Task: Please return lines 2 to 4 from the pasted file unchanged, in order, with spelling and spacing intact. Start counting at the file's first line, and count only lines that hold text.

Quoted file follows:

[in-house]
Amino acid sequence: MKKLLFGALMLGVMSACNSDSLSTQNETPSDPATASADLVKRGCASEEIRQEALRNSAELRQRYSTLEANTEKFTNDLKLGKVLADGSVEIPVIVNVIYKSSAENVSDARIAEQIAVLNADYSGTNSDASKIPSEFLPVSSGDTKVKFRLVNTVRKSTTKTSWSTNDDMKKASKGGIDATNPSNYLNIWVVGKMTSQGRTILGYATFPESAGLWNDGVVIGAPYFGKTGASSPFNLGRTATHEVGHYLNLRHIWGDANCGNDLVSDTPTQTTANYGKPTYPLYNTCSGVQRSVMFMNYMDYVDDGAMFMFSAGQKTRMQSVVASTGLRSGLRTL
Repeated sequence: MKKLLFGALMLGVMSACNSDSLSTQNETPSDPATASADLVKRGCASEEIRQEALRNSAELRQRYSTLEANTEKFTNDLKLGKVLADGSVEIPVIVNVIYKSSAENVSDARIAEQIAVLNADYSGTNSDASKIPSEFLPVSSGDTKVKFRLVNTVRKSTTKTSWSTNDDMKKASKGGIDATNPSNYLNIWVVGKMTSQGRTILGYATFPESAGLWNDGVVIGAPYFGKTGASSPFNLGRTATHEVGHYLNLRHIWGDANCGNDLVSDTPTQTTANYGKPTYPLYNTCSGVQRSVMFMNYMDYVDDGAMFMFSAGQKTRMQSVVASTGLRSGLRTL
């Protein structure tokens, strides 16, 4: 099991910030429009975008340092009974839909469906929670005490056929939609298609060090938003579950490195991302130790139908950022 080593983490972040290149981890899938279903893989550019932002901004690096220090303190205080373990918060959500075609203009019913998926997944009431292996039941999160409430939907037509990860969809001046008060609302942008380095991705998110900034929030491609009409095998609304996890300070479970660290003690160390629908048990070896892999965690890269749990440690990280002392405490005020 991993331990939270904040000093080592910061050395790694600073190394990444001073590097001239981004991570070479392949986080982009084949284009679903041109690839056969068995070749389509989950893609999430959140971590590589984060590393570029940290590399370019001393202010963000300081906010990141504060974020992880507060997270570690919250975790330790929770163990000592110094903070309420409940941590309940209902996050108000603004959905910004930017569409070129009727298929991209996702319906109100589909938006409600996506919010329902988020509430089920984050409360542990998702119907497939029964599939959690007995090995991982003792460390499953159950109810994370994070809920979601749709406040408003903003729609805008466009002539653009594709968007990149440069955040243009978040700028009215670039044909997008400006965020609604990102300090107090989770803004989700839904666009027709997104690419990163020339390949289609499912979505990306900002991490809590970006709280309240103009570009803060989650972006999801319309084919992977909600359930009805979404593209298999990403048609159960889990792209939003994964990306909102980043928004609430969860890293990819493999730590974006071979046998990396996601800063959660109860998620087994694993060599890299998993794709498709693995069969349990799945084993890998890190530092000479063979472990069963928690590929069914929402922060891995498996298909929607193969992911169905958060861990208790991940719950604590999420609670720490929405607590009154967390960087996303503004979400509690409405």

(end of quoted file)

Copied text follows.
Amino acid sequence: MKKLLFGALMLGVMSACNSDSLSTQNETPSDPATASADLVKRGCASEEIRQEALRNSAELRQRYSTLEANTEKFTNDLKLGKVLADGSVEIPVIVNVIYKSSAENVSDARIAEQIAVLNADYSGTNSDASKIPSEFLPVSSGDTKVKFRLVNTVRKSTTKTSWSTNDDMKKASKGGIDATNPSNYLNIWVVGKMTSQGRTILGYATFPESAGLWNDGVVIGAPYFGKTGASSPFNLGRTATHEVGHYLNLRHIWGDANCGNDLVSDTPTQTTANYGKPTYPLYNTCSGVQRSVMFMNYMDYVDDGAMFMFSAGQKTRMQSVVASTGLRSGLRTL
Repeated sequence: MKKLLFGALMLGVMSACNSDSLSTQNETPSDPATASADLVKRGCASEEIRQEALRNSAELRQRYSTLEANTEKFTNDLKLGKVLADGSVEIPVIVNVIYKSSAENVSDARIAEQIAVLNADYSGTNSDASKIPSEFLPVSSGDTKVKFRLVNTVRKSTTKTSWSTNDDMKKASKGGIDATNPSNYLNIWVVGKMTSQGRTILGYATFPESAGLWNDGVVIGAPYFGKTGASSPFNLGRTATHEVGHYLNLRHIWGDANCGNDLVSDTPTQTTANYGKPTYPLYNTCSGVQRSVMFMNYMDYVDDGAMFMFSAGQKTRMQSVVASTGLRSGLRTL
């Protein structure tokens, strides 16, 4: 099991910030429009975008340092009974839909469906929670005490056929939609298609060090938003579950490195991302130790139908950022 080593983490972040290149981890899938279903893989550019932002901004690096220090303190205080373990918060959500075609203009019913998926997944009431292996039941999160409430939907037509990860969809001046008060609302942008380095991705998110900034929030491609009409095998609304996890300070479970660290003690160390629908048990070896892999965690890269749990440690990280002392405490005020 991993331990939270904040000093080592910061050395790694600073190394990444001073590097001239981004991570070479392949986080982009084949284009679903041109690839056969068995070749389509989950893609999430959140971590590589984060590393570029940290590399370019001393202010963000300081906010990141504060974020992880507060997270570690919250975790330790929770163990000592110094903070309420409940941590309940209902996050108000603004959905910004930017569409070129009727298929991209996702319906109100589909938006409600996506919010329902988020509430089920984050409360542990998702119907497939029964599939959690007995090995991982003792460390499953159950109810994370994070809920979601749709406040408003903003729609805008466009002539653009594709968007990149440069955040243009978040700028009215670039044909997008400006965020609604990102300090107090989770803004989700839904666009027709997104690419990163020339390949289609499912979505990306900002991490809590970006709280309240103009570009803060989650972006999801319309084919992977909600359930009805979404593209298999990403048609159960889990792209939003994964990306909102980043928004609430969860890293990819493999730590974006071979046998990396996601800063959660109860998620087994694993060599890299998993794709498709693995069969349990799945084993890998890190530092000479063979472990069963928690590929069914929402922060891995498996298909929607193969992911169905958060861990208790991940719950604590999420609670720490929405607590009154967390960087996303503004979400509690409405």